UPDATE: Enjoy this great tutorial for making brand new wood look like old barnwood. All of the photos were taken in the basement of our previous home. Click HERE to see our new home that we’re completely remodeling.
If you live in the city, like I do, and don’t have any friends with an old barn in their backyard, like I don’t, you may find it nearly impossible to find gen-u-ine, old wood from an old barn.
I searched Craigslist and all kinds of online sources to no avail. There is a lot of rural area within minutes of where I live so I thought that surely someone would realize what a gold mine they have and would be selling it online. But nope. Nada. Nothing. Bummer.
Old barn wood is what I was after to create a backdrop for the rustic vignette that I put together for the top of the new entertainment center in my basement family room.
See those boards standing up behind the accessories in the below picture? That’s exactly the look that I was after. The long board in front, with sectioned spaces, is a sample board that I made trying to mimic that look using new wood.
Let me tell you about it.
First of all, I went to good old Google to do research on “how to age new wood”. I was all set to use a method using vinegar and steel wool on some new pine boards. I even went to Lowes to buy all of the supplies.
BUT – as I was walking down the aisle, I saw that Lowes carries boards made from cedar in addition to the regular everyday pine that we’re all used to. One side of the boards was rough and one side was smooth. Sweet!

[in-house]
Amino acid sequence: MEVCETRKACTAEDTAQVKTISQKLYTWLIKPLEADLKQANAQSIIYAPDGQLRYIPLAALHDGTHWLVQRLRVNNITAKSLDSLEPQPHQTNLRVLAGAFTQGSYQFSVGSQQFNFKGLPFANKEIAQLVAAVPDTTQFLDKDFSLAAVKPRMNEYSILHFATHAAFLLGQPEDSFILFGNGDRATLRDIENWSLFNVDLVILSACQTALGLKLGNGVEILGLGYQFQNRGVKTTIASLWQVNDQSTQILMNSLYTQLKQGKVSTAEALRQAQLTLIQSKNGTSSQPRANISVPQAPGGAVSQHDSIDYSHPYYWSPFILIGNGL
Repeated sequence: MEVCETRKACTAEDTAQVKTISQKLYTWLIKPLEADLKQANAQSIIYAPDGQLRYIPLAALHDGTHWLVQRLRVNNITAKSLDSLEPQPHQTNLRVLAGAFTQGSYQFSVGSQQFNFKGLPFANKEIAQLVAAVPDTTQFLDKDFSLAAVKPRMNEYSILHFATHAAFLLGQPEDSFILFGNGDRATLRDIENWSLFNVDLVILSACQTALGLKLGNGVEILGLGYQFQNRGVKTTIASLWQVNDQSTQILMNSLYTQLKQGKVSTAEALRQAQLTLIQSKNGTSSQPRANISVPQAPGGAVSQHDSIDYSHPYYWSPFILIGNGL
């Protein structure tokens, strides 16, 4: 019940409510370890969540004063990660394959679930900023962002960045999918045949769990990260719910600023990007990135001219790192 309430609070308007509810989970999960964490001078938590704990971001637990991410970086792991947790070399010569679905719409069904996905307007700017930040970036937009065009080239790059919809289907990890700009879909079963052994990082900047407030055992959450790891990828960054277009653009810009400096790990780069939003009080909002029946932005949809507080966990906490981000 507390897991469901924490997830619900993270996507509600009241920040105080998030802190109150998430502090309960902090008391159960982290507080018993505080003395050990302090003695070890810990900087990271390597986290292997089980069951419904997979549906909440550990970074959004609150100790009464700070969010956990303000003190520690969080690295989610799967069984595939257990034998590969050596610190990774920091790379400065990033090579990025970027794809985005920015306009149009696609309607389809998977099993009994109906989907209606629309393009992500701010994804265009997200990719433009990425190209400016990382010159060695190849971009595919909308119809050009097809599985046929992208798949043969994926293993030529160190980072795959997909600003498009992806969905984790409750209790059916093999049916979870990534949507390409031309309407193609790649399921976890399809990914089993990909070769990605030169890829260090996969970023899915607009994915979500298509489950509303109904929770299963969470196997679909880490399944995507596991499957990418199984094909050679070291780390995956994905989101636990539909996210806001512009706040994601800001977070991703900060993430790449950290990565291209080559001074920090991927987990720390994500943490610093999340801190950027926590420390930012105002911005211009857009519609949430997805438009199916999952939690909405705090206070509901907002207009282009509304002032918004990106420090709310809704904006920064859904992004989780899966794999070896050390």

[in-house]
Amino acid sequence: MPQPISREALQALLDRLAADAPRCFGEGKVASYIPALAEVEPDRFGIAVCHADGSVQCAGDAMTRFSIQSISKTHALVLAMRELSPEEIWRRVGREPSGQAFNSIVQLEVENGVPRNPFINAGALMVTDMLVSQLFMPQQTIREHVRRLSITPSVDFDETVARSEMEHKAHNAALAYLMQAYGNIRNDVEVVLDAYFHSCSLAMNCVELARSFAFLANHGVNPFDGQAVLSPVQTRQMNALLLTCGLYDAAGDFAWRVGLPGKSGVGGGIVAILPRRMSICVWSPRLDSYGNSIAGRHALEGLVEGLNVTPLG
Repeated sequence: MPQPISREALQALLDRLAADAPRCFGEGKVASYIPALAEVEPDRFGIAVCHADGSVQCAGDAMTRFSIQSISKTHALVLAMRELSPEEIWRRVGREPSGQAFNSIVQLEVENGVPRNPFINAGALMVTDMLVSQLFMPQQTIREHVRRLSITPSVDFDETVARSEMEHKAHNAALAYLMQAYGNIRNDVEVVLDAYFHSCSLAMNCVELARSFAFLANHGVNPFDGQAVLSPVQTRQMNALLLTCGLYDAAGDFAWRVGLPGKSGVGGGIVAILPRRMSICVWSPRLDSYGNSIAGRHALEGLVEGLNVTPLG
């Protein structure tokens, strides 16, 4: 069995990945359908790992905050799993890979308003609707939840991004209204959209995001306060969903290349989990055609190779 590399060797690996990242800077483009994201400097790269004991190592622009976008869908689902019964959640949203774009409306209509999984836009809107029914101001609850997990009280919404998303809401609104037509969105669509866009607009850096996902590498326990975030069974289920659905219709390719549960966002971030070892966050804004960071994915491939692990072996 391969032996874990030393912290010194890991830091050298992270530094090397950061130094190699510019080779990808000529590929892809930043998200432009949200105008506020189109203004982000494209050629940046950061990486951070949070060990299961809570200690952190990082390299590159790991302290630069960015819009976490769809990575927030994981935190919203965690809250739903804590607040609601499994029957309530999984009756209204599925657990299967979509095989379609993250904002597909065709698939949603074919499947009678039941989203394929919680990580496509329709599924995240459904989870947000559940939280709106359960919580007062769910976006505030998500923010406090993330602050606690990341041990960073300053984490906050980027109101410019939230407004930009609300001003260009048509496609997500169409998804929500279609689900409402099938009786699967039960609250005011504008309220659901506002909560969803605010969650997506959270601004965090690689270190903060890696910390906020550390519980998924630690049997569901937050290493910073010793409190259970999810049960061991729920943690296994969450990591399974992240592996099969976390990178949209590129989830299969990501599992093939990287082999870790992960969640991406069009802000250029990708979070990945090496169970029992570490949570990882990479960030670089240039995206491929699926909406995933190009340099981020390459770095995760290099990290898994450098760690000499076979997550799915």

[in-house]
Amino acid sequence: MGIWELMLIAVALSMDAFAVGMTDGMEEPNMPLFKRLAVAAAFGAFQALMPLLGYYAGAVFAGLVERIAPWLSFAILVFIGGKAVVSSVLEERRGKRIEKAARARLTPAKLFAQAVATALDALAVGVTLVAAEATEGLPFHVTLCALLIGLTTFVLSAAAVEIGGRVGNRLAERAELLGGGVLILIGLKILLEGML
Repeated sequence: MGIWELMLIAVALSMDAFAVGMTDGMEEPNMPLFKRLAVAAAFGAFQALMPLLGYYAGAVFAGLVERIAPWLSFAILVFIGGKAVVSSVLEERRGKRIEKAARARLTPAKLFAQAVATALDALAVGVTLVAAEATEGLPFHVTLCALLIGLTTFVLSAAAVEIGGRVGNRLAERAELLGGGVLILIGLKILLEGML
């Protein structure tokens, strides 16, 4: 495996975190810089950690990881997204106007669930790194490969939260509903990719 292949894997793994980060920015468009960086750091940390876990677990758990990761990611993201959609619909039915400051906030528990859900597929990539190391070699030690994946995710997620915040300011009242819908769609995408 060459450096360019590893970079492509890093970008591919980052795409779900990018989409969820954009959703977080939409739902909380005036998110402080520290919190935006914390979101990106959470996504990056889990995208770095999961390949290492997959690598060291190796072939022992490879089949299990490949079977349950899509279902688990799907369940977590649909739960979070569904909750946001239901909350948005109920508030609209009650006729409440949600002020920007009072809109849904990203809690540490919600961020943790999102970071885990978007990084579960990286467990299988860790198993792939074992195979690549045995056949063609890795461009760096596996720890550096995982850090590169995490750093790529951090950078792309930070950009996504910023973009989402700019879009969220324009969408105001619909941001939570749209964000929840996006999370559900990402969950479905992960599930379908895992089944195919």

My plan quickly changed. I decided that I could use the rough side of the boards along with stain and paints to get the look I was after.
I applied translucent gray stain, brown stain and black and white acrylic paints in several different combinations to a piece of the cedar to see which look I liked the best. Painters tape worked great for sectioning each sample off. If you look closely, you can see that I labeled each section with a Sharpie so that I could remember what combination each one was.
I decided that the sample that was the closest to what I was after was the fourth one from the left – gray stain with black acrylic paint lightly dry-brushed on the top layer. The gray stain that I used is Rustoleum Ultimate Wood Stain in the color Sunbleached.
I used a combination of 1×2’s, 1×4’s and 1×6’s to come up with a 48″ x 24″ aged wood backdrop. I didn’t care how the different size boards were combined together and I wasn’t all that concerned with how well the ends lined up since I wanted it to be rough looking.
I started off by laying my boards on a table with the smooth side up and attaching them all together by screwing a piece of scrap wood close to each end of the boards. I ran a bead of carpenter’s glue along the scrap for good measure.
Make sure you put a screw into each board.
I then flipped the whole thing over so that the rough side was up. I used a rasp to rough up the edges of the boards a little and take away that “new board” look.
I brushed on the gray stain, quickly wiping it off with a rag as I went. Then using a dry brush technique, I lightly applied black acrylic paint here and there, quickly wiping that with a rag too.
Even Pookie (who didn’t notice the Christmas mantle until after I blogged about it even though it had been decorated for two weeks and is right beside his chair) commented on how much it mimics the look of real gen-u-ine old barn wood.
Easy peasy and I didn’t have to put up with the smell of any stinky vinegar!
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